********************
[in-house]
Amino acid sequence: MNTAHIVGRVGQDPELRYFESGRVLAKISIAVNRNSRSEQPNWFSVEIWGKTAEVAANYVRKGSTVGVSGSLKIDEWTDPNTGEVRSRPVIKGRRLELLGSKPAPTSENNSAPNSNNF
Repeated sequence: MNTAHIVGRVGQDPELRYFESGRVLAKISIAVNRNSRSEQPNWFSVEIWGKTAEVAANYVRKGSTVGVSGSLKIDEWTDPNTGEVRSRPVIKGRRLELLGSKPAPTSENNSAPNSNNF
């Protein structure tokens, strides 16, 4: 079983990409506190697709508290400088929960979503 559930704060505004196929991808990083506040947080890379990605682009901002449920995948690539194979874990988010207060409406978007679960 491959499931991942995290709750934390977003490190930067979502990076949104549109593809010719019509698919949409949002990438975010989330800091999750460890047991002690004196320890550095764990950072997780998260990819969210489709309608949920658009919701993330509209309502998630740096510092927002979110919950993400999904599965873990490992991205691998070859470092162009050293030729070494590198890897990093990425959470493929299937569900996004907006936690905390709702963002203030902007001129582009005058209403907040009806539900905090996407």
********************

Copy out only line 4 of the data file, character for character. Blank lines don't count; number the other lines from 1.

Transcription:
């Protein structure tokens, strides 16, 4: 079983990409506190697709508290400088929960979503 559930704060505004196929991808990083506040947080890379990605682009901002449920995948690539194979874990988010207060409406978007679960 491959499931991942995290709750934390977003490190930067979502990076949104549109593809010719019509698919949409949002990438975010989330800091999750460890047991002690004196320890550095764990950072997780998260990819969210489709309608949920658009919701993330509209309502998630740096510092927002979110919950993400999904599965873990490992991205691998070859470092162009050293030729070494590198890897990093990425959470493929299937569900996004907006936690905390709702963002203030902007001129582009005058209403907040009806539900905090996407």